Film Review: Sixteen


Sixteen is an adequate debut feature from Rob Brown. The film is sufficiently entertaining although it is imperfect to say the least.

Jumah, an adopted former child soldier from Congo is about to turn sixteen. Jumah is keen to put his violent past behind him and look to make a career for himself. When he witnesses a violent act, however, Jumah is in danger of being pulled back in…

The premise of Sixteen is interesting enough. Brown’s film could have been an engaging character study of a traumatised young boy. The film does focus on Jumah’s difficulty in letting go of his past, but this is not presented in a particularly compelling manner.

The film ticks the boxes of a youth-orientated British drama, but there is a hollowness to it. The main characters are not endearing enough for the audience to really care about their fates.

Sixteen is never boring, but it fails to engage viewers. The story is suitable, even if some characters appear a little clichéd. The narrative feels insubstantial. The climax of the film needed to be a lot more fraught than it actually is.

There is no strong visual style in Sixteen. Direction is adequate. The depiction of the London estate appears sanitised. Violence is frequently   on display, but it is never difficult to watch or shocking.

Performances are a little wooden in the first few scenes, but these improve as the film progresses. The initial conversations between Roger Nsengiyumva’s Jumah and Rachel Stirling’s Laura appear stilted, but both their performances become more convincing later on.

Ultimately, Sixteen needed to be grittier or more imaginative in its narrative to be a memorable film.

Sixteen receives its world premiere at the BFI London Film Festival in October 2013.

Film Review: Africa United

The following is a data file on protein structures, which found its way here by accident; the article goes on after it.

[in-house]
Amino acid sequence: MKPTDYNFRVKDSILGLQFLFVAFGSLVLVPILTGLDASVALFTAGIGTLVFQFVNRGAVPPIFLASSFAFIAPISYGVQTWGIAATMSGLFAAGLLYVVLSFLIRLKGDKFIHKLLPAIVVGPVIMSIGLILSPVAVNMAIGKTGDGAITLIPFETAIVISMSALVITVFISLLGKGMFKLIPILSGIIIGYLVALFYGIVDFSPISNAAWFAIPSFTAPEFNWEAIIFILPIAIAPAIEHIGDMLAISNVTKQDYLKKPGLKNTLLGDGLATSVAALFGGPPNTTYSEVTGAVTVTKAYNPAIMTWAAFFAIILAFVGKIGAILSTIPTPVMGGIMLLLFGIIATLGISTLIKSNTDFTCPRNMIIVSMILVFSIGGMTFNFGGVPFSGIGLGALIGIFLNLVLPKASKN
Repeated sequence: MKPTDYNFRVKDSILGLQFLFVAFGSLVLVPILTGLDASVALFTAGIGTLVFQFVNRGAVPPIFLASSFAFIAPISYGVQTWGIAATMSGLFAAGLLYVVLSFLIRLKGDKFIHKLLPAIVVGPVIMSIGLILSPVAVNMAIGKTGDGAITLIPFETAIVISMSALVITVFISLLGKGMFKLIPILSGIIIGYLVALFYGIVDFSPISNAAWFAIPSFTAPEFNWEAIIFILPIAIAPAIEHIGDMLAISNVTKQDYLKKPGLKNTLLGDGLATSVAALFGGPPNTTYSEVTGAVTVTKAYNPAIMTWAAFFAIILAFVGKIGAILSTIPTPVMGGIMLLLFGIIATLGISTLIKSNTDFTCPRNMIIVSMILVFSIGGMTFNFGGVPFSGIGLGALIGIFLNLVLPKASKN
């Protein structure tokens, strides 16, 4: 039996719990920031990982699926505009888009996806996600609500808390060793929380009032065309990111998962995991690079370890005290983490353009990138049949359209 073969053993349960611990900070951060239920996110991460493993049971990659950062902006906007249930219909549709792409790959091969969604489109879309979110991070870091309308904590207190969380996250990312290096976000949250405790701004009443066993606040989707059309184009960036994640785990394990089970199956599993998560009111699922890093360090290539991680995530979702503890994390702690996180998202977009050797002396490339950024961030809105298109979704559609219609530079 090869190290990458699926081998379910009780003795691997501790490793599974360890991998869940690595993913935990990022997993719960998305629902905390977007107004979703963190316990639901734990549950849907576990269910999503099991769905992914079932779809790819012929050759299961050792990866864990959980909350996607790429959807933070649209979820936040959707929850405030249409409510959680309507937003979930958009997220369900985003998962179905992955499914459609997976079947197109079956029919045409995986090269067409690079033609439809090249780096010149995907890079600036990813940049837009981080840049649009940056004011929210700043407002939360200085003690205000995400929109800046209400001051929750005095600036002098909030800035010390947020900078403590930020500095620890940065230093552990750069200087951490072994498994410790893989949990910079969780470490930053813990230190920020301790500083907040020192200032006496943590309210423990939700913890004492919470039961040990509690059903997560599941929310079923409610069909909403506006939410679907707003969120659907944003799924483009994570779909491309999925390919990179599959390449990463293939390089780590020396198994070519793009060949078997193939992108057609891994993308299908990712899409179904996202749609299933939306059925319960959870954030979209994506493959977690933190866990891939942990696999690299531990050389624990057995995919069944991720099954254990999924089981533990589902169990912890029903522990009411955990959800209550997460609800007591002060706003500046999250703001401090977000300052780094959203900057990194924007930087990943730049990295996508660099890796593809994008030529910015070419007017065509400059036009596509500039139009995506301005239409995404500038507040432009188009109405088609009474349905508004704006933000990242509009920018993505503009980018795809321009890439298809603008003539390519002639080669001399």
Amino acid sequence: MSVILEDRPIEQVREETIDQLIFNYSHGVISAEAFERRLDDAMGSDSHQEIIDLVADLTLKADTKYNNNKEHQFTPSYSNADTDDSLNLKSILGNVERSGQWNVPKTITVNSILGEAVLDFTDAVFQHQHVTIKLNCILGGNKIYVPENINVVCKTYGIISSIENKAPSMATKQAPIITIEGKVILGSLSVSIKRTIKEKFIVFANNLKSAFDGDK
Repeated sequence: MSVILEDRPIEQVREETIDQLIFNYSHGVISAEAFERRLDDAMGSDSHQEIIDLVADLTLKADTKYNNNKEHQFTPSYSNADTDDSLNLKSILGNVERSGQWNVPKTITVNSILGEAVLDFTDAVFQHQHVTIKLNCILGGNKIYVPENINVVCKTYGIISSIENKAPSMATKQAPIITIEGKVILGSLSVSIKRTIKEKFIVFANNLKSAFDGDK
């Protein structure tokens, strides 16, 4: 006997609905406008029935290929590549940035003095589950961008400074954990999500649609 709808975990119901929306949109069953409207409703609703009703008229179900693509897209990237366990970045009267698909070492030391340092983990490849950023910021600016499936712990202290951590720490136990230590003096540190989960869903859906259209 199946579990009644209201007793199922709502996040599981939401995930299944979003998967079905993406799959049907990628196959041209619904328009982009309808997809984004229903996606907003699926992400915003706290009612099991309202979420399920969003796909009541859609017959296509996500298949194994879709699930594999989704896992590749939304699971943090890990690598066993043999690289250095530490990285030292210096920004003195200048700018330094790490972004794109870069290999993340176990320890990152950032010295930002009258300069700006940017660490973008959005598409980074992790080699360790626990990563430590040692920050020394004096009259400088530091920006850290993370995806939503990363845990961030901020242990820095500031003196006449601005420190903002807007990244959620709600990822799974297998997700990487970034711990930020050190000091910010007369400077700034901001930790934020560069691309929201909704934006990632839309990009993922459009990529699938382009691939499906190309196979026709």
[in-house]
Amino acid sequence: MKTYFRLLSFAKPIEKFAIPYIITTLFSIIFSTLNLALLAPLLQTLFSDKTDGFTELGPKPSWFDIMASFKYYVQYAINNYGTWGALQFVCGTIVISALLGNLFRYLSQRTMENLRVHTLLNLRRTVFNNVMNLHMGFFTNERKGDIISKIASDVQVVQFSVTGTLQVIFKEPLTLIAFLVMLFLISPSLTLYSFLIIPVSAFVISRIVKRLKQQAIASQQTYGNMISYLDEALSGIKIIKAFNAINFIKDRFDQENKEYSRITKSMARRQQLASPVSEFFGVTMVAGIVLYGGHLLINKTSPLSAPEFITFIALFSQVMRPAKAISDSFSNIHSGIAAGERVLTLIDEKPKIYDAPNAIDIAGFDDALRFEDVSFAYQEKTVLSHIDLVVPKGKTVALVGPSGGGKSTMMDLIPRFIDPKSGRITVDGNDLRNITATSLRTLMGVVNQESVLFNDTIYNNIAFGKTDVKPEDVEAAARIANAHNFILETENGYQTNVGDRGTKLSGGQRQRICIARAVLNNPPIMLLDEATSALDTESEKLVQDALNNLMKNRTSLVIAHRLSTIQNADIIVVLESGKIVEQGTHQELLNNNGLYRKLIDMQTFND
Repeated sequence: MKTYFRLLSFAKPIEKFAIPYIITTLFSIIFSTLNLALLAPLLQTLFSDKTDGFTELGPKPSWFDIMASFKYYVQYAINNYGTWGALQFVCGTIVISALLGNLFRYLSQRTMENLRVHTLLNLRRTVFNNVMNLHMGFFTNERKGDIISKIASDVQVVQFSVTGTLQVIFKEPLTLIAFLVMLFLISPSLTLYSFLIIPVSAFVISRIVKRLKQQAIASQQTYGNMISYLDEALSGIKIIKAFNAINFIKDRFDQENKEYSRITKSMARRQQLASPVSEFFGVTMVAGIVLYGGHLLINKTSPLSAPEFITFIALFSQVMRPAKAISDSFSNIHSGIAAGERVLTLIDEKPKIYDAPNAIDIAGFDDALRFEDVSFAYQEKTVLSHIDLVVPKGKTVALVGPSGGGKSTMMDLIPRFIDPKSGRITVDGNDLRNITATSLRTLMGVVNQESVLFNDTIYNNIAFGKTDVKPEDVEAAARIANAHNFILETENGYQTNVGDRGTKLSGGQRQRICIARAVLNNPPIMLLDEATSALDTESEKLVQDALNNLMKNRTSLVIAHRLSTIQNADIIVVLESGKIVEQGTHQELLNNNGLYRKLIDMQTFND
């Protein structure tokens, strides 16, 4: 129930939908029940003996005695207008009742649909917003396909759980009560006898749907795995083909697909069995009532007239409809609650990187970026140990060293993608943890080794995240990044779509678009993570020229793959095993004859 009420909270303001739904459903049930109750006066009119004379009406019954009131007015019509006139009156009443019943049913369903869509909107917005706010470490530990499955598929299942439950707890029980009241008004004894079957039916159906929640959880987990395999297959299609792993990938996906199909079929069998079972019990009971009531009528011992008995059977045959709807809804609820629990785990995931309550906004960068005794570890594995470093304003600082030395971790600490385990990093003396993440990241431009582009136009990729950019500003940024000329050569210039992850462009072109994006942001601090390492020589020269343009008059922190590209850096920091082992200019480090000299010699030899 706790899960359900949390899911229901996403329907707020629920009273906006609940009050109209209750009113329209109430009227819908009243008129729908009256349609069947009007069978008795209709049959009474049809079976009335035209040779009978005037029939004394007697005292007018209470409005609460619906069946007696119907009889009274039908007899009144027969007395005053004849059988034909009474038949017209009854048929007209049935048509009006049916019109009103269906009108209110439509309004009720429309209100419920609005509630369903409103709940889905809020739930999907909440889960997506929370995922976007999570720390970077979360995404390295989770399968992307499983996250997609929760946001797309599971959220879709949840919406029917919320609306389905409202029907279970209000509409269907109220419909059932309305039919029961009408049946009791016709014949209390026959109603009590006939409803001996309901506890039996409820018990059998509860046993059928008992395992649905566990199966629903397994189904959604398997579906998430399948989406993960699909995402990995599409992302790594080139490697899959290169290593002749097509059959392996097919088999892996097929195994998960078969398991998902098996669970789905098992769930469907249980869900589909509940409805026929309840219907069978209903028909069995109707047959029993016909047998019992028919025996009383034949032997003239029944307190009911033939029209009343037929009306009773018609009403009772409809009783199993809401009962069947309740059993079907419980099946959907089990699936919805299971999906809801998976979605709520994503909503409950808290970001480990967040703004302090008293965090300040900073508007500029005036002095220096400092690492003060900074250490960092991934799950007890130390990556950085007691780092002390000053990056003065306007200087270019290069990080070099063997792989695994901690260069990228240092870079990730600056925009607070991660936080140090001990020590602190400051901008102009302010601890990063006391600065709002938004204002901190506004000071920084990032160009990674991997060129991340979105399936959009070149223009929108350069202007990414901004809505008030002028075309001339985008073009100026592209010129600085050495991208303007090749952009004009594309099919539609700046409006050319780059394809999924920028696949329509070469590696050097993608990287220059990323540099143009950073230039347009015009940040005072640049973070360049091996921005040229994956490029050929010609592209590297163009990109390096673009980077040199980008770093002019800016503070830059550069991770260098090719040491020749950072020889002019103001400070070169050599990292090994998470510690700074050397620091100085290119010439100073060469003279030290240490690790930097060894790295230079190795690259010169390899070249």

If you can handle the doses of saccharine, Africa United is an enjoyable feel-good film. While the narrative is fairly run of the mill, Africa United distinguishes itself from many others films from the continent by being light-hearted and incredibly positive.

Fabrice dreams of becoming a footballing superstar. When he is spotted by a FIFA scout, the teenager, with his young manager Dudu and Dudu’s little sister Beatrice, embark on an incredible journey from their home in Rwanda to South Africa for the World Cup finals…

At heart, the film is about the friendship between the young group. This is constantly reiterated throughout Africa United, with the friends frequently referring to themselves as a ‘team’. Of course, this is in keeping with the football theme. There are numerous references particularly to the English Premiership in the film. Viewers should have at least a basic awareness of football in order to appreciate a number of the jokes.

The narrative is straightforward, combining elements of the road trip movie with the childish camaraderie of films like The Goonies. At times the dialogue sticks, with some of the sentimental moments feeling more like children’s television than a feature film. Nevertheless, this does not detract too much from the overall enjoyment of Africa United.

The main characters in Africa United follow certain archetypes. Dudu is the leader; his enthusiasm really carries the group at times. The story seems particularly coming of age for Fabrice, who learns to follow his dream and stand up to his mother. Foreman George, meanwhile, seems built in the mould of the scarred soldier. It will come as no great surprise that each of the characters develop throughout their journey.

The best parts of the film are Dudu’s story telling sequences. They are a joy to watch, combining a variety of different effects to produce memorable animated scenes. The story telling in these sequences is also enjoyable, as Dudu narrates a fantastical version of their journey.

Sanyu Joanita Kintu is adorable as Beatrice. Yves Dusenge seems well cast in his role as Foreman George; he reflects the pensiveness required of the character. The group has great chemistry, particularly Eriya Ndayambaje as Dudu and Roger Nsengiyumva as his best friend Fabrice.

Bernie Gardner’s music seems the perfect accompaniment for the on-screen action. The original music reflects the vibrancy of the visuals. Director Debs Gardner-Paterson does a decent job in this her feature-length debut.

Africa United is an uplifting film that should be received well by all audiences, but especially by children. Given that a portion of the proceeds goes to charity, the film deserves to do well.

Africa United is being screened at the British Film Institute’s London Film Festival in October 2010.